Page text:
Sunday Supper: Pasta with Pork Ribs

If after a summer of barbecue you’re looking for something else to do with those spare ribs, this pasta will do them justice (and then some).  Adapted from How to Cook Everything.

Andrea’s Pasta with Pork Ribs

Makes: 4 servings

Time: 11/2hours

One of my favorite pasta recipes, a Neapolitan specialty—taught to me by my old friend Andrea—that can make just a few ribs go a long way.

2 tablespoons extra virgin olive oil

2 small dried hot red chiles (optional)

3 cloves garlic, chopped

6 to 8 meaty spareribs, separated

Salt and freshly ground black pepper

One 28-ounce can whole plum tomatoes with the juice

1 pound ziti, penne, or other cut pasta

Freshly grated pecorino Romano cheese (optional)

1. Put the oil in a deep, broad saucepan over medium heat. When hot, add the chiles if you’re using them and the garlic and cook, stirring, for about 30 seconds. Add the ribs and raise the heat to medium-high; cook, stirring occasionally, until the ribs have browned and given off some of their fat, 10 to 15 minutes. Sprinkle with salt and pepper, crush the tomatoes with a fork or your hands, and add them to the pot.

2. Turn the heat to medium or medium-low—enough to maintain a nice steady bubbling, but nothing violent. Cook, stirring occasionally, until the ribs are very tender, nearly falling off the bone, about 1 hour. Remove the chiles from the sauce if you used them. (You can make the dish ahead to this point; cover and refrigerate for up to 2 days. Gently reheat before proceeding.)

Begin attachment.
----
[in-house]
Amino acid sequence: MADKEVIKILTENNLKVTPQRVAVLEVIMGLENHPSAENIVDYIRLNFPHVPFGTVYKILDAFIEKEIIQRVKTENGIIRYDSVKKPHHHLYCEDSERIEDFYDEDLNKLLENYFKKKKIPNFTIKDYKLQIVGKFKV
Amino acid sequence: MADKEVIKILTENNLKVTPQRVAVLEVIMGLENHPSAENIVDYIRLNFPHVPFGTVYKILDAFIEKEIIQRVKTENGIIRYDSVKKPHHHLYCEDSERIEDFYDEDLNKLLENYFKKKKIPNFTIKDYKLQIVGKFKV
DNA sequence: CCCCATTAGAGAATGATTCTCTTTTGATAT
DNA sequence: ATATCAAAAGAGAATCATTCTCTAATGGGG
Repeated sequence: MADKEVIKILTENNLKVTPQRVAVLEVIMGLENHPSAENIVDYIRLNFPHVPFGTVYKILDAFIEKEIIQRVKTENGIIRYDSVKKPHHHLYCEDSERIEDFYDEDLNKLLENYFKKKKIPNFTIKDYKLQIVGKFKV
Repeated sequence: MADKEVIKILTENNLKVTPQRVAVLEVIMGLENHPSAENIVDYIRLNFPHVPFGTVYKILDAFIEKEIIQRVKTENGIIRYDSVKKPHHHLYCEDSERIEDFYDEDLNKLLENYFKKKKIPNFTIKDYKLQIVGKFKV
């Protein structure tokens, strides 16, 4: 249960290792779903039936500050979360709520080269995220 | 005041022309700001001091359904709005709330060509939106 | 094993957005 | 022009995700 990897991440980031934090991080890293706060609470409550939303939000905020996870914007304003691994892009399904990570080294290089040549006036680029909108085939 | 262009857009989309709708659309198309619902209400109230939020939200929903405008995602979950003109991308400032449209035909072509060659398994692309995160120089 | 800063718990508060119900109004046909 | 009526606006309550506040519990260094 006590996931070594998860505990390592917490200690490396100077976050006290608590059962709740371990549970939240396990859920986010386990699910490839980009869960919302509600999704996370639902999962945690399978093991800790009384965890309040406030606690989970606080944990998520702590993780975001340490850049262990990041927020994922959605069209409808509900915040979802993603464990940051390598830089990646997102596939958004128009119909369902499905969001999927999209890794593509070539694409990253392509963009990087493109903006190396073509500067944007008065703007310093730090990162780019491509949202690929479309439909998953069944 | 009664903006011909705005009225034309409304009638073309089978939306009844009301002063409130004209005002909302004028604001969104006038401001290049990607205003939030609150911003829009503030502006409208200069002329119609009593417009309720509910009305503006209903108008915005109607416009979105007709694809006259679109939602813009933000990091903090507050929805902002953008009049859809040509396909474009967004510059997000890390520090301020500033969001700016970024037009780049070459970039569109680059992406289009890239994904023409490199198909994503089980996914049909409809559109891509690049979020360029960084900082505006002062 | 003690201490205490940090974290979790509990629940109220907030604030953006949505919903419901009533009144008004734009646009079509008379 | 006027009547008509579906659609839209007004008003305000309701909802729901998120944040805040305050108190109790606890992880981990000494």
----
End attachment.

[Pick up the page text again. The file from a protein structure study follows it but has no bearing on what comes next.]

3. Bring a large pot of water to a boil and salt it. Cook the pasta until tender but not mushy. Drain it and sauce it; serve a rib or two to each diner along with the pasta.Pass the grated cheese at the table if you like.


Posted in Italian, Recipes


  1. CRISPYTARTS said...

    Wow. My mouth just did a 180º!

  2. JulieAnneRhodes said...

    Top of my list of recipes to try as soon as I finish my cleanse- boring I know, but over half way there now.

  3. Kate Cone said...

    Thanks for this! My mother used to make (this is in the ’60’s) a similar dish, but served it with white rice. I never knew where she got the recipe. Then about 10 years ago, while thumbing through Naples at Table by Arthur Schwartz, I found the exact recipe my Mum used. Schwartz calls it such a peasant dish that no one would make it any more. Wrong, and wrong! It’s delicious. (His is made with tomato paste). I think Mum got the recipe from my uncle by marriage Vito Manzaro, whose parents were Italian immigrants to the U.S. in the 1940’s.

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